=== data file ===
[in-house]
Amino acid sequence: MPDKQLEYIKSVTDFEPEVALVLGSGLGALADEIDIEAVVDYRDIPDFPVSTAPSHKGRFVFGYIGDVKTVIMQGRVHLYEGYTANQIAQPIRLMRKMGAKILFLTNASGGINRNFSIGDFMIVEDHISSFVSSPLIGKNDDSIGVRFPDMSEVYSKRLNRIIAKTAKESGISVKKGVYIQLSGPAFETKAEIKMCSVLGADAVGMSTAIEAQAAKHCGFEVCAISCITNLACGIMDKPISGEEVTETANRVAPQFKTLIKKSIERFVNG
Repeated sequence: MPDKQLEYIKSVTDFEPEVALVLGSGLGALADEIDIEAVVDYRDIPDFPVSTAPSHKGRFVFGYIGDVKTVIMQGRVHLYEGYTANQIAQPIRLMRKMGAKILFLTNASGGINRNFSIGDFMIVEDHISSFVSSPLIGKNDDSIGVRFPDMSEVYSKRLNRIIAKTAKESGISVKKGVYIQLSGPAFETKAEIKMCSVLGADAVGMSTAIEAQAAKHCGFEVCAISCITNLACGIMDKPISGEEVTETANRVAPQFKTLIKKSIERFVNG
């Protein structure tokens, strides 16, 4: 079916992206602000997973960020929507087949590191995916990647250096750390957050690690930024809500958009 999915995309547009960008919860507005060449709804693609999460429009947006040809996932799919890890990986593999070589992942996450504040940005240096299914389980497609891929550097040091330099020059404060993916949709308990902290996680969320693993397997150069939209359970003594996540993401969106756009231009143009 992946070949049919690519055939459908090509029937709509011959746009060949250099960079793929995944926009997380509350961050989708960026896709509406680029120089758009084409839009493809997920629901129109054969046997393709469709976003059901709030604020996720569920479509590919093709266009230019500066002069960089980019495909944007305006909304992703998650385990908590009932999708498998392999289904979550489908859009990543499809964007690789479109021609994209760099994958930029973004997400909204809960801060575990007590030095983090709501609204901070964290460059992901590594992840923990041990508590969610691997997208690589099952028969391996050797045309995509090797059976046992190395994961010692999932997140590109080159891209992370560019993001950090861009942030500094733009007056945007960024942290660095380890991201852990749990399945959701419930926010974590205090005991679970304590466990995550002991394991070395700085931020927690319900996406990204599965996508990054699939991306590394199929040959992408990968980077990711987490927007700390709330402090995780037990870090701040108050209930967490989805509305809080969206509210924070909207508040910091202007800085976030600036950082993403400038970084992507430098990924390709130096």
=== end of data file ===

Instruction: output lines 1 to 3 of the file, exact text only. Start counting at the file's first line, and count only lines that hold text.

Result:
[in-house]
Amino acid sequence: MPDKQLEYIKSVTDFEPEVALVLGSGLGALADEIDIEAVVDYRDIPDFPVSTAPSHKGRFVFGYIGDVKTVIMQGRVHLYEGYTANQIAQPIRLMRKMGAKILFLTNASGGINRNFSIGDFMIVEDHISSFVSSPLIGKNDDSIGVRFPDMSEVYSKRLNRIIAKTAKESGISVKKGVYIQLSGPAFETKAEIKMCSVLGADAVGMSTAIEAQAAKHCGFEVCAISCITNLACGIMDKPISGEEVTETANRVAPQFKTLIKKSIERFVNG
Repeated sequence: MPDKQLEYIKSVTDFEPEVALVLGSGLGALADEIDIEAVVDYRDIPDFPVSTAPSHKGRFVFGYIGDVKTVIMQGRVHLYEGYTANQIAQPIRLMRKMGAKILFLTNASGGINRNFSIGDFMIVEDHISSFVSSPLIGKNDDSIGVRFPDMSEVYSKRLNRIIAKTAKESGISVKKGVYIQLSGPAFETKAEIKMCSVLGADAVGMSTAIEAQAAKHCGFEVCAISCITNLACGIMDKPISGEEVTETANRVAPQFKTLIKKSIERFVNG